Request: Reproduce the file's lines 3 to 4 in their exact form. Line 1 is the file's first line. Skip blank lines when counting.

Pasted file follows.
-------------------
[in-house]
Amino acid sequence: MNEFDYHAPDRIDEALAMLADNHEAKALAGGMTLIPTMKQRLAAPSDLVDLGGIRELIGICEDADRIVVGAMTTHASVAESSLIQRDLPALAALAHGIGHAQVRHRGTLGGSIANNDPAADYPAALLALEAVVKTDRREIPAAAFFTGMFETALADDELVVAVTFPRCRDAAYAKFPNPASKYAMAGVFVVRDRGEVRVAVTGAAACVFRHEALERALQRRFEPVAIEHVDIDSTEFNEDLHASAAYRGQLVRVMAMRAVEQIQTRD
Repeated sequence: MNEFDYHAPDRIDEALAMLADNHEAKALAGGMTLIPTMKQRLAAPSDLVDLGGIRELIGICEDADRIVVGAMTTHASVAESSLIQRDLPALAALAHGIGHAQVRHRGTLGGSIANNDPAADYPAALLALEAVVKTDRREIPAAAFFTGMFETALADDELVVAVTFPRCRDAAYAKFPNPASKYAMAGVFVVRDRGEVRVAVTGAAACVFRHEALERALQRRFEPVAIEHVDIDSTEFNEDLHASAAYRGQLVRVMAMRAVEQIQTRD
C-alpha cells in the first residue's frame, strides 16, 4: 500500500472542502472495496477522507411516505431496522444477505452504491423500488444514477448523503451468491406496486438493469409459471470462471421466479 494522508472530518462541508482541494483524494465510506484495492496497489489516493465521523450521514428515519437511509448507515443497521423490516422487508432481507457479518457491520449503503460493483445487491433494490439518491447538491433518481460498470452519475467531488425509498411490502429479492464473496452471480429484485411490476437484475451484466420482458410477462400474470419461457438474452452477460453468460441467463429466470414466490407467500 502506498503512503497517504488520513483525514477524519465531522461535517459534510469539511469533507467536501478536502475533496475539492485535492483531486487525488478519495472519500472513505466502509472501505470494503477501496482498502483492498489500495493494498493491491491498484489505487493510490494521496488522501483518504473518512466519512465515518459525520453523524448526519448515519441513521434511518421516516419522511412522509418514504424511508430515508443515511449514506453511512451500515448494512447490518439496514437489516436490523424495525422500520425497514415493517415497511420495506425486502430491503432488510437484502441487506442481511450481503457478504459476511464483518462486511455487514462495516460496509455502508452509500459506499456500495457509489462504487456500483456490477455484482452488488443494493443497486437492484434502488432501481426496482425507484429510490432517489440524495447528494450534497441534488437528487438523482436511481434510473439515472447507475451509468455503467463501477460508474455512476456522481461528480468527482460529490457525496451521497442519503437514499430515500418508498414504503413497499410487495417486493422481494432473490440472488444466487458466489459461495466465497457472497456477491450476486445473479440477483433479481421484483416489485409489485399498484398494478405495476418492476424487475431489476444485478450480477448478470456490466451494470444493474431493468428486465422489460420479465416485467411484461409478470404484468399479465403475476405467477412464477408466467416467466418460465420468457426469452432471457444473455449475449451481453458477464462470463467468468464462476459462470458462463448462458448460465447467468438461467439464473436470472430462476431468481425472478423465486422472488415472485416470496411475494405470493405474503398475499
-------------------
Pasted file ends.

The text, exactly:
Repeated sequence: MNEFDYHAPDRIDEALAMLADNHEAKALAGGMTLIPTMKQRLAAPSDLVDLGGIRELIGICEDADRIVVGAMTTHASVAESSLIQRDLPALAALAHGIGHAQVRHRGTLGGSIANNDPAADYPAALLALEAVVKTDRREIPAAAFFTGMFETALADDELVVAVTFPRCRDAAYAKFPNPASKYAMAGVFVVRDRGEVRVAVTGAAACVFRHEALERALQRRFEPVAIEHVDIDSTEFNEDLHASAAYRGQLVRVMAMRAVEQIQTRD
C-alpha cells in the first residue's frame, strides 16, 4: 500500500472542502472495496477522507411516505431496522444477505452504491423500488444514477448523503451468491406496486438493469409459471470462471421466479 494522508472530518462541508482541494483524494465510506484495492496497489489516493465521523450521514428515519437511509448507515443497521423490516422487508432481507457479518457491520449503503460493483445487491433494490439518491447538491433518481460498470452519475467531488425509498411490502429479492464473496452471480429484485411490476437484475451484466420482458410477462400474470419461457438474452452477460453468460441467463429466470414466490407467500 502506498503512503497517504488520513483525514477524519465531522461535517459534510469539511469533507467536501478536502475533496475539492485535492483531486487525488478519495472519500472513505466502509472501505470494503477501496482498502483492498489500495493494498493491491491498484489505487493510490494521496488522501483518504473518512466519512465515518459525520453523524448526519448515519441513521434511518421516516419522511412522509418514504424511508430515508443515511449514506453511512451500515448494512447490518439496514437489516436490523424495525422500520425497514415493517415497511420495506425486502430491503432488510437484502441487506442481511450481503457478504459476511464483518462486511455487514462495516460496509455502508452509500459506499456500495457509489462504487456500483456490477455484482452488488443494493443497486437492484434502488432501481426496482425507484429510490432517489440524495447528494450534497441534488437528487438523482436511481434510473439515472447507475451509468455503467463501477460508474455512476456522481461528480468527482460529490457525496451521497442519503437514499430515500418508498414504503413497499410487495417486493422481494432473490440472488444466487458466489459461495466465497457472497456477491450476486445473479440477483433479481421484483416489485409489485399498484398494478405495476418492476424487475431489476444485478450480477448478470456490466451494470444493474431493468428486465422489460420479465416485467411484461409478470404484468399479465403475476405467477412464477408466467416467466418460465420468457426469452432471457444473455449475449451481453458477464462470463467468468464462476459462470458462463448462458448460465447467468438461467439464473436470472430462476431468481425472478423465486422472488415472485416470496411475494405470493405474503398475499